Gomes distances self from sex ed material
Correction & Clarification
In a story published, headlined ‘Gomes distances self from sexed material’, we incorrectly stated that Kay Osborne became executive director of Jamaicans for Justice late last year. Osborne, in fact, assumed the role in April 2014. We apologise for any inconvenience caused.
Jermaine Francis, Staff Reporter
Claims and counterclaims are being thrown around in the controversy surrounding a sex-education manual which allegedly was wrongfully delivered in some children's home across the island.
Dr Carolyn Gomes, former executive director of Jamaicans for Justice (JFJ), has distanced herself from the controversial sections of the manual that was reported to have been surreptitiously delivered in the six privately run children's homes.
Following media reports that in a confidential letter to the board of JFJ she had taken responsibility for the underhanded way in which the content entered the homes, Gomes fired back yesterday, stating she was not at the helm of the human-rights group when the sections on oral and anal sex was developed and delivered in the homes.
"The content of the modules which make reference to anal sex and oral sex, were developed and delivered during the months of April and May 2014 when the executive director was Ms Kay Osborne," Gomes said in her response to the story.
Osborne took over as executive director from Gomes in April of this year.
Gomes said "It would have been Osborne's responsibility to bring the controversial content to the attention of JFJ's board."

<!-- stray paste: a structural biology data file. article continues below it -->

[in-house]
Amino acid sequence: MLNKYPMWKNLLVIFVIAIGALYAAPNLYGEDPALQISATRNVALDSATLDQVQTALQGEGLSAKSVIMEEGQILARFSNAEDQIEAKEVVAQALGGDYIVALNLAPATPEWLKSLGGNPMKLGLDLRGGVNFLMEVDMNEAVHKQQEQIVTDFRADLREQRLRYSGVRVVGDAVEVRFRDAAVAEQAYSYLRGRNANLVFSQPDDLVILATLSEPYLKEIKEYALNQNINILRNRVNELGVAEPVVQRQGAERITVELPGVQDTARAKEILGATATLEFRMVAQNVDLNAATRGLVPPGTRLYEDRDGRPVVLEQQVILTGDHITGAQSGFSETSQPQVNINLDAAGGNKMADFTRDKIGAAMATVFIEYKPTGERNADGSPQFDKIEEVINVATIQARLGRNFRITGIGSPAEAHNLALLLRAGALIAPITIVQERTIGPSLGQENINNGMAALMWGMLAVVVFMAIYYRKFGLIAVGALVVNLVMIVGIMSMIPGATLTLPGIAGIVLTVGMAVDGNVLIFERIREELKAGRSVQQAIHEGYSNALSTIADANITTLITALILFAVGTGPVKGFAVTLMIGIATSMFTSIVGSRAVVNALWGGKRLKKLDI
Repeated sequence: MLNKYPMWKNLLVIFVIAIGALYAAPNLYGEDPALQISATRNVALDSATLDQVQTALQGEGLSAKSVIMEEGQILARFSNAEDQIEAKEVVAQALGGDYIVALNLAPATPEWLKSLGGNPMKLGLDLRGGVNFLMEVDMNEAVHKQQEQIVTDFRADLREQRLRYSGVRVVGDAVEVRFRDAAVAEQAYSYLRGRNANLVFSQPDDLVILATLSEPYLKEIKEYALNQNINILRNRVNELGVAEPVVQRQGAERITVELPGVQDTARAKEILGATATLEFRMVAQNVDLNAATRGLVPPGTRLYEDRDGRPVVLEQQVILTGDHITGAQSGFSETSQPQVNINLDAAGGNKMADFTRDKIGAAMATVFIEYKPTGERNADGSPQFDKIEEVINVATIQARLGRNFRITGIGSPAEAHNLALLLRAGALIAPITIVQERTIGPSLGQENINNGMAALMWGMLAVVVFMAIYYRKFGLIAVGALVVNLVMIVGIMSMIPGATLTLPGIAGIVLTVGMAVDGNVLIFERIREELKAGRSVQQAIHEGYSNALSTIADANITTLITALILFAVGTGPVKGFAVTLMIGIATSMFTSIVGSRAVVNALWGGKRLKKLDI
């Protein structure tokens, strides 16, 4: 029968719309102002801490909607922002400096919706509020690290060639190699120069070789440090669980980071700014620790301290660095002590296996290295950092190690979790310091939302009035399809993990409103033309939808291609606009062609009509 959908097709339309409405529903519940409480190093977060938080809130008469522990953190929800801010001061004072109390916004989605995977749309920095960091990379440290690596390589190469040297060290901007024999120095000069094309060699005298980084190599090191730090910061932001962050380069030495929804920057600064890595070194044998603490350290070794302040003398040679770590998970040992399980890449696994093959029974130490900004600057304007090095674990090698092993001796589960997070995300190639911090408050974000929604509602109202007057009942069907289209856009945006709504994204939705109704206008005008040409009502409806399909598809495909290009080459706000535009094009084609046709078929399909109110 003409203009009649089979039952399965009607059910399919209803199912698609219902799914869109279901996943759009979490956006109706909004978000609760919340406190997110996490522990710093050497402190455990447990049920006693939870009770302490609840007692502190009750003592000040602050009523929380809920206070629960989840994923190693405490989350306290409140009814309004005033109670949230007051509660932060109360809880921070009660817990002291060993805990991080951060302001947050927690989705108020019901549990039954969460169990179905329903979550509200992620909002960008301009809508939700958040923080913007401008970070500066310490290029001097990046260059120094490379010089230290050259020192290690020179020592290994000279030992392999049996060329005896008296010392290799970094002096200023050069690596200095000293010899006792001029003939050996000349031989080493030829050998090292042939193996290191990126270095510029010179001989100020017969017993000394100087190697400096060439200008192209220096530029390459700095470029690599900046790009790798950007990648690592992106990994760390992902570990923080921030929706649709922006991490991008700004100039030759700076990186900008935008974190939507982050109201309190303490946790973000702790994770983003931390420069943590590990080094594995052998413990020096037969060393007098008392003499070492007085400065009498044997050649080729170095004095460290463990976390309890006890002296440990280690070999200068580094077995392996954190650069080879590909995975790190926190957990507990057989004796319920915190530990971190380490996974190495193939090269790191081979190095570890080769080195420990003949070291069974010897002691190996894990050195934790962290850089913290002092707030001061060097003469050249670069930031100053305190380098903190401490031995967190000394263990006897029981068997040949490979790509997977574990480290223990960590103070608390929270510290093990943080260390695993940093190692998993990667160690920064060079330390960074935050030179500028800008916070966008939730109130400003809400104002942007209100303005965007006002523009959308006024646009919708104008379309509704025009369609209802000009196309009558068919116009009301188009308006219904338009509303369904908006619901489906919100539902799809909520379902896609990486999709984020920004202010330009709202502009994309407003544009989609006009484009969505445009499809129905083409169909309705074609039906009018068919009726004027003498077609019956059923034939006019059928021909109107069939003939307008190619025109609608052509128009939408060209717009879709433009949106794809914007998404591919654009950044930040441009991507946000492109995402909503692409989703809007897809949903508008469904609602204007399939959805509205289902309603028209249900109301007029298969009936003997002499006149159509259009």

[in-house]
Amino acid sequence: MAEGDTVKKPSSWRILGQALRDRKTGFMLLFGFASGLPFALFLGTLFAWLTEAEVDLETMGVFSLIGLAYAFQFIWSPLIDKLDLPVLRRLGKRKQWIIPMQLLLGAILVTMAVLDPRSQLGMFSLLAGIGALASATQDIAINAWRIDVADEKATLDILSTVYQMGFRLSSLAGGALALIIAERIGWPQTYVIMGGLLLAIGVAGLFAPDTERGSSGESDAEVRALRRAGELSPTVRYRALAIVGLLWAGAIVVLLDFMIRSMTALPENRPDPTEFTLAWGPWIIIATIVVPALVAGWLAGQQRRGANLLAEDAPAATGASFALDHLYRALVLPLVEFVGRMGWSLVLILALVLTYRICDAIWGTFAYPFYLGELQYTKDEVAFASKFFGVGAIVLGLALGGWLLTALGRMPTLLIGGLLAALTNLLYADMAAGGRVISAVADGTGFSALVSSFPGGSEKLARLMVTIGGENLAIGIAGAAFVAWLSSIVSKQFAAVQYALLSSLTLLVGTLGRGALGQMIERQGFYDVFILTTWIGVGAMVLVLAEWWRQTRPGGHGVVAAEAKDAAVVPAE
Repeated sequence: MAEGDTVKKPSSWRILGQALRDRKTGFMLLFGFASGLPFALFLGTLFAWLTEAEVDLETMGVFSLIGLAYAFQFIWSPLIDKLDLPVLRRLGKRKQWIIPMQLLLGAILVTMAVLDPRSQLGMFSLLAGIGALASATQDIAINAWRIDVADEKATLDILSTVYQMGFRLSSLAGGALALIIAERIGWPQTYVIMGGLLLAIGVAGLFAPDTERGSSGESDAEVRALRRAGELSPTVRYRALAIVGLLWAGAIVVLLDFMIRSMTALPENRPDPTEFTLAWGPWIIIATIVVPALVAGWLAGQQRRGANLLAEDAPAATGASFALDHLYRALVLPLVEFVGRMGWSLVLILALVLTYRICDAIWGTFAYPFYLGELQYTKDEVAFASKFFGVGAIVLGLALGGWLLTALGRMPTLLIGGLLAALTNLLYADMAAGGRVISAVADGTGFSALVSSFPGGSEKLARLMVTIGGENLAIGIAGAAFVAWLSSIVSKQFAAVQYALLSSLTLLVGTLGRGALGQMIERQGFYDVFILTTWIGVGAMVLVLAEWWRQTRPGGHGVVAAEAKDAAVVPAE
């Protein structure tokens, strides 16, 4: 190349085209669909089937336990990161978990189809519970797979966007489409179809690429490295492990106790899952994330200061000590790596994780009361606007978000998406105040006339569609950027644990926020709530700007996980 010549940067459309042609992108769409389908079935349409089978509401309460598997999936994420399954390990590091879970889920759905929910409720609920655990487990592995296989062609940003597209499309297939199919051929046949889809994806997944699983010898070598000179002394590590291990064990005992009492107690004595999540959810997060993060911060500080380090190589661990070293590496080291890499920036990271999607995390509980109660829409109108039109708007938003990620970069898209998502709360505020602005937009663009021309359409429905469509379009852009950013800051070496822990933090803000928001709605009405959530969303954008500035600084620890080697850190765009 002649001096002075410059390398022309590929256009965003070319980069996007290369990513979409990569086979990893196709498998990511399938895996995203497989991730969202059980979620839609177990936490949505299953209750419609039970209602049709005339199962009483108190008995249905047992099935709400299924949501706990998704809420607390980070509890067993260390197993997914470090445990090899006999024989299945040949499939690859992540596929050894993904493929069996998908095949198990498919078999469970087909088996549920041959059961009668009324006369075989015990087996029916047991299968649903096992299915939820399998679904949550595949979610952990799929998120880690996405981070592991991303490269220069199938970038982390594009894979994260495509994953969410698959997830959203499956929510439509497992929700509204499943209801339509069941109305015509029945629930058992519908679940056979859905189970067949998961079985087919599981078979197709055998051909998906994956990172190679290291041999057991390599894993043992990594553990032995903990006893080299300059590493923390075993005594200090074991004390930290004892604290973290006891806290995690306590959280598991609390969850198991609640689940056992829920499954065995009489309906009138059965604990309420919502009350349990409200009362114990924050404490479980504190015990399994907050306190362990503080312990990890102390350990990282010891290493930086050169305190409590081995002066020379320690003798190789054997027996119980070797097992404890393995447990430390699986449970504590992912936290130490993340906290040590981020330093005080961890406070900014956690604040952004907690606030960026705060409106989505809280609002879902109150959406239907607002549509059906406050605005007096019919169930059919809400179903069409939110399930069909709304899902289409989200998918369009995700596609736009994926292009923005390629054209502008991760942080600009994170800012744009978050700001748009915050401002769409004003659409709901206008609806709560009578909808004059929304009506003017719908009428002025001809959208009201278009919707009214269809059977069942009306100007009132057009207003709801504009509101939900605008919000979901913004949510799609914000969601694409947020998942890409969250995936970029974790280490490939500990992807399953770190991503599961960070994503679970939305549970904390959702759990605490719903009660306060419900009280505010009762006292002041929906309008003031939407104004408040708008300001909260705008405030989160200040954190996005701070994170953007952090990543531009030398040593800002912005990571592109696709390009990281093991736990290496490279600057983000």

However, in a release yesterday, JFJ said that based on its review, Osborne had nothing to do with the development, implementation, preparation and/or approval of the content of the Healthy Sexual Growth and Development in Marginalised Youth: Rights, Responsibilities and Life Skills project.
"At no point during this period did Dr Gomes, either in writing or verbally, indicate to Ms Osborne that JFJ was implementing a project of this nature. It is, therefore, wholly inaccurate to attribute responsibility to Ms Osborne for the content of the modules or for her to bring that content to the attention of the Board of JFJ," the statement read.
Gomes resigned from JFJ's board in June after arguments swirled that the project was inappropriate for the children it was meant to target in the homes, and permission was not granted for its delivery.
The Child Development Agency (CDA), which supervises the homes, has said it had no knowledge of the course.
Youth and Culture Minister Lisa Hanna has since referred the matter to Attorney General Patrick Atkinson and Children's Advocate Diahann Gordon Harrison to investigate whether or not her office or the CDA can take action.